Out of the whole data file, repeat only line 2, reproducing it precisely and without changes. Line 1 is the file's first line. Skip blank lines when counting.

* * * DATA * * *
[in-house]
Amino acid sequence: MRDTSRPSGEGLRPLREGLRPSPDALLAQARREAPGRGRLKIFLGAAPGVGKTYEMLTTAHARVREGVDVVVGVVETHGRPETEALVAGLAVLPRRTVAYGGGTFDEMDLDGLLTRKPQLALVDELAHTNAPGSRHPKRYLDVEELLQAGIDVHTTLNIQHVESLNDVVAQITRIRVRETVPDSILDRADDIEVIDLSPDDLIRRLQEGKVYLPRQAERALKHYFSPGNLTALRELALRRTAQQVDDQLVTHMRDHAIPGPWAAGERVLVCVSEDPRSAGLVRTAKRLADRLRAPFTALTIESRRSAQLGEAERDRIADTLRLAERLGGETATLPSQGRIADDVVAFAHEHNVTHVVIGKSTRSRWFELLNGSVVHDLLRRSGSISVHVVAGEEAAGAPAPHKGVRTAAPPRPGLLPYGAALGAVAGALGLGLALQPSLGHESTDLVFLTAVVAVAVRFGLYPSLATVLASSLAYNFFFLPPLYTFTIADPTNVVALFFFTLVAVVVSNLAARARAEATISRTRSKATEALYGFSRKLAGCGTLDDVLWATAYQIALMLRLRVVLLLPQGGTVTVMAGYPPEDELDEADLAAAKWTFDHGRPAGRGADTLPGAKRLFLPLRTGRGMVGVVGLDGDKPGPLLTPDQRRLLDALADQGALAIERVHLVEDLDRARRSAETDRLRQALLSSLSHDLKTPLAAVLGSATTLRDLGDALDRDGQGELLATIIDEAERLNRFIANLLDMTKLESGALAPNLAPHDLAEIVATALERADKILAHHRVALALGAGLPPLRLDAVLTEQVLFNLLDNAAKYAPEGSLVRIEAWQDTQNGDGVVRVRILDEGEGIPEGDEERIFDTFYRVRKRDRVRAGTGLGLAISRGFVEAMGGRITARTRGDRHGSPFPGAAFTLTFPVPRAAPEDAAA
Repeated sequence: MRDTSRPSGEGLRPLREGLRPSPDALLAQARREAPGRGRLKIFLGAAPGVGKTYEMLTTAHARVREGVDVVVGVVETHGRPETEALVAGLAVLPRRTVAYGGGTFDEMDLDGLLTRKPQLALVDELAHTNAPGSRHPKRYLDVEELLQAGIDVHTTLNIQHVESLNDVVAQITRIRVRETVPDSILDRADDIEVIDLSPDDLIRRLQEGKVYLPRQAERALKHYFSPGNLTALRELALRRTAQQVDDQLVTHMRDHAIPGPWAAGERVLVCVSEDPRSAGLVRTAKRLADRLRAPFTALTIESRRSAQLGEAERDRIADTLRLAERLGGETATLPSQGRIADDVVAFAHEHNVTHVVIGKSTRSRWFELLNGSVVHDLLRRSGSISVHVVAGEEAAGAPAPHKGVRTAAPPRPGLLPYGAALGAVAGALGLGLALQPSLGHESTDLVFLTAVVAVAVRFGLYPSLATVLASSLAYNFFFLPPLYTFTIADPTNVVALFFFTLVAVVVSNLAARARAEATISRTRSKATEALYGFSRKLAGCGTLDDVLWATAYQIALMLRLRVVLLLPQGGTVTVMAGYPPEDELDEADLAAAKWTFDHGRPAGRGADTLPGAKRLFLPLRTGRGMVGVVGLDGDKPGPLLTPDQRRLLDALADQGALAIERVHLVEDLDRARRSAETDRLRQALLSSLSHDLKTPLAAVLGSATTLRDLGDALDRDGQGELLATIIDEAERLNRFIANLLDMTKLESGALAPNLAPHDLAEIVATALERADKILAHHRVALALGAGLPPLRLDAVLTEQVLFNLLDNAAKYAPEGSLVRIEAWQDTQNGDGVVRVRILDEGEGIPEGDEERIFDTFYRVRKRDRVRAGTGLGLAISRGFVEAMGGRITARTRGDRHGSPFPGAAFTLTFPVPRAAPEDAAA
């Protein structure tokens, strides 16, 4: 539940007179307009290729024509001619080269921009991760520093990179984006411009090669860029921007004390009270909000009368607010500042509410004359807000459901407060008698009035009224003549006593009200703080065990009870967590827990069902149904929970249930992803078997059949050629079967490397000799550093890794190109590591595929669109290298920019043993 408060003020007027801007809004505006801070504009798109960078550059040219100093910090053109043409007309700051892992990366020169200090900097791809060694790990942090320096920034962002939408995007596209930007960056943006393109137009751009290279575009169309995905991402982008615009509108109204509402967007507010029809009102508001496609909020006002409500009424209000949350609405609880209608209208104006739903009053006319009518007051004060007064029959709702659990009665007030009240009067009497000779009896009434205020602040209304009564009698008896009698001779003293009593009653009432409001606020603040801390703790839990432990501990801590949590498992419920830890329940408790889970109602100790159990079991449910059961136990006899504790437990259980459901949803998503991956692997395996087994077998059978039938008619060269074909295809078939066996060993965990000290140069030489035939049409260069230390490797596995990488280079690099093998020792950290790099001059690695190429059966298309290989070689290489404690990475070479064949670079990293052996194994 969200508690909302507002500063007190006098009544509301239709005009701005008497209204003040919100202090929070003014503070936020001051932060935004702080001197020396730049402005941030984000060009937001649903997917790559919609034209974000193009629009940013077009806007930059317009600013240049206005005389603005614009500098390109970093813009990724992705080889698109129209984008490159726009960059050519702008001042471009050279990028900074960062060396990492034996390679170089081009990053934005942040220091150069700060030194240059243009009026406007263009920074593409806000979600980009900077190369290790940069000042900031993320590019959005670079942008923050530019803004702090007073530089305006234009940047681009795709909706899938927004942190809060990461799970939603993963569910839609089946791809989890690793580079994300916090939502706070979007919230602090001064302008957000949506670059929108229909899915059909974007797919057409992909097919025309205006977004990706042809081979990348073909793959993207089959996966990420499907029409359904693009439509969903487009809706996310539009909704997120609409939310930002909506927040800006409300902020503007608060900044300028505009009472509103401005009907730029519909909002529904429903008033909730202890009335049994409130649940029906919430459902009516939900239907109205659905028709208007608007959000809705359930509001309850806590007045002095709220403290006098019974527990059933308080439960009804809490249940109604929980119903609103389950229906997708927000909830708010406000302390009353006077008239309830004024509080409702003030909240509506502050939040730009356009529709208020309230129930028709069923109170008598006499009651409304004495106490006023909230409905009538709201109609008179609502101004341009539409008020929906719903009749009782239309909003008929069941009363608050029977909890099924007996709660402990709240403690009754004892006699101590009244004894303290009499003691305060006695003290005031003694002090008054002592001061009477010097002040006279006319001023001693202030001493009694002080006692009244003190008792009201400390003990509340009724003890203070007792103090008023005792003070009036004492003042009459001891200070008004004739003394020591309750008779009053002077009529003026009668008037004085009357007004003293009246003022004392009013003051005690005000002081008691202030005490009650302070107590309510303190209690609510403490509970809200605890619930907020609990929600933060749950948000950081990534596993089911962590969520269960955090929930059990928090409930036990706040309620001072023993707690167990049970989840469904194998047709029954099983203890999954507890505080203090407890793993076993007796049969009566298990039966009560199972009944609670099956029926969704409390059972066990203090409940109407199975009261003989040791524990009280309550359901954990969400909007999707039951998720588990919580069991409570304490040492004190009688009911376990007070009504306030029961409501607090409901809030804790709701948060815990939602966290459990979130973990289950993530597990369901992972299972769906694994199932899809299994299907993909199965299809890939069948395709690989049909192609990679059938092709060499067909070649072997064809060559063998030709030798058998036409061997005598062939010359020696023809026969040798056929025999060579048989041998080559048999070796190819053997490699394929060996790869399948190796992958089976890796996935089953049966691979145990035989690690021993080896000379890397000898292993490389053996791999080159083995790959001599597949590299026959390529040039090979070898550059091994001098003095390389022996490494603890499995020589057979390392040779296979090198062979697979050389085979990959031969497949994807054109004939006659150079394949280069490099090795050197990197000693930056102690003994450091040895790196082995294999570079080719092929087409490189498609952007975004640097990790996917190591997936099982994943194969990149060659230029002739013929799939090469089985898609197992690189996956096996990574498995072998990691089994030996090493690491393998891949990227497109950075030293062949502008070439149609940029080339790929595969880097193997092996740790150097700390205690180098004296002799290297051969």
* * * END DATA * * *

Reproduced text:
Amino acid sequence: MRDTSRPSGEGLRPLREGLRPSPDALLAQARREAPGRGRLKIFLGAAPGVGKTYEMLTTAHARVREGVDVVVGVVETHGRPETEALVAGLAVLPRRTVAYGGGTFDEMDLDGLLTRKPQLALVDELAHTNAPGSRHPKRYLDVEELLQAGIDVHTTLNIQHVESLNDVVAQITRIRVRETVPDSILDRADDIEVIDLSPDDLIRRLQEGKVYLPRQAERALKHYFSPGNLTALRELALRRTAQQVDDQLVTHMRDHAIPGPWAAGERVLVCVSEDPRSAGLVRTAKRLADRLRAPFTALTIESRRSAQLGEAERDRIADTLRLAERLGGETATLPSQGRIADDVVAFAHEHNVTHVVIGKSTRSRWFELLNGSVVHDLLRRSGSISVHVVAGEEAAGAPAPHKGVRTAAPPRPGLLPYGAALGAVAGALGLGLALQPSLGHESTDLVFLTAVVAVAVRFGLYPSLATVLASSLAYNFFFLPPLYTFTIADPTNVVALFFFTLVAVVVSNLAARARAEATISRTRSKATEALYGFSRKLAGCGTLDDVLWATAYQIALMLRLRVVLLLPQGGTVTVMAGYPPEDELDEADLAAAKWTFDHGRPAGRGADTLPGAKRLFLPLRTGRGMVGVVGLDGDKPGPLLTPDQRRLLDALADQGALAIERVHLVEDLDRARRSAETDRLRQALLSSLSHDLKTPLAAVLGSATTLRDLGDALDRDGQGELLATIIDEAERLNRFIANLLDMTKLESGALAPNLAPHDLAEIVATALERADKILAHHRVALALGAGLPPLRLDAVLTEQVLFNLLDNAAKYAPEGSLVRIEAWQDTQNGDGVVRVRILDEGEGIPEGDEERIFDTFYRVRKRDRVRAGTGLGLAISRGFVEAMGGRITARTRGDRHGSPFPGAAFTLTFPVPRAAPEDAAA